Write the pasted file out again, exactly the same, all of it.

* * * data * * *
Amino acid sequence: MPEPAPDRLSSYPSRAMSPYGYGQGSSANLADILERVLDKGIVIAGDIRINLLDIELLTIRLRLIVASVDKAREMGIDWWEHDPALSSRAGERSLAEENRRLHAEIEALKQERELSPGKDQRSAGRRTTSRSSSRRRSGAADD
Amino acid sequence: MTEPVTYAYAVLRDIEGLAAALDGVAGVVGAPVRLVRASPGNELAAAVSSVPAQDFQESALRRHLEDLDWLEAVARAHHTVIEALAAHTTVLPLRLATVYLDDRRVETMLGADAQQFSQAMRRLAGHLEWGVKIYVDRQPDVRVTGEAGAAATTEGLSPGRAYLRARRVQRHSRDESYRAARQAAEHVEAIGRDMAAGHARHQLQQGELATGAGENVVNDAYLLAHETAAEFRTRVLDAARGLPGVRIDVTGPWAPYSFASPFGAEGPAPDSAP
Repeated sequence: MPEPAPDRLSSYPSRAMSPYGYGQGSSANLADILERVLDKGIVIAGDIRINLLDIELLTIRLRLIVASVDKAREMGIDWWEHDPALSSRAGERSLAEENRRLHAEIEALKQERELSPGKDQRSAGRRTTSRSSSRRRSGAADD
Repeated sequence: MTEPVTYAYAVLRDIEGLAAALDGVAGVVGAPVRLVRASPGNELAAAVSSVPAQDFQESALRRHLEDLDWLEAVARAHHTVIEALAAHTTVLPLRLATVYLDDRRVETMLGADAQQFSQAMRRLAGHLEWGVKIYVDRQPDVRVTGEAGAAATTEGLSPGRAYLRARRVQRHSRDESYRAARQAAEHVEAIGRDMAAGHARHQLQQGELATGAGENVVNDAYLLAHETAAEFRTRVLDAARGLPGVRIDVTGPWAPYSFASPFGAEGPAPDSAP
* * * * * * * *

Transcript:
Amino acid sequence: MPEPAPDRLSSYPSRAMSPYGYGQGSSANLADILERVLDKGIVIAGDIRINLLDIELLTIRLRLIVASVDKAREMGIDWWEHDPALSSRAGERSLAEENRRLHAEIEALKQERELSPGKDQRSAGRRTTSRSSSRRRSGAADD
Amino acid sequence: MTEPVTYAYAVLRDIEGLAAALDGVAGVVGAPVRLVRASPGNELAAAVSSVPAQDFQESALRRHLEDLDWLEAVARAHHTVIEALAAHTTVLPLRLATVYLDDRRVETMLGADAQQFSQAMRRLAGHLEWGVKIYVDRQPDVRVTGEAGAAATTEGLSPGRAYLRARRVQRHSRDESYRAARQAAEHVEAIGRDMAAGHARHQLQQGELATGAGENVVNDAYLLAHETAAEFRTRVLDAARGLPGVRIDVTGPWAPYSFASPFGAEGPAPDSAP
Repeated sequence: MPEPAPDRLSSYPSRAMSPYGYGQGSSANLADILERVLDKGIVIAGDIRINLLDIELLTIRLRLIVASVDKAREMGIDWWEHDPALSSRAGERSLAEENRRLHAEIEALKQERELSPGKDQRSAGRRTTSRSSSRRRSGAADD
Repeated sequence: MTEPVTYAYAVLRDIEGLAAALDGVAGVVGAPVRLVRASPGNELAAAVSSVPAQDFQESALRRHLEDLDWLEAVARAHHTVIEALAAHTTVLPLRLATVYLDDRRVETMLGADAQQFSQAMRRLAGHLEWGVKIYVDRQPDVRVTGEAGAAATTEGLSPGRAYLRARRVQRHSRDESYRAARQAAEHVEAIGRDMAAGHARHQLQQGELATGAGENVVNDAYLLAHETAAEFRTRVLDAARGLPGVRIDVTGPWAPYSFASPFGAEGPAPDSAP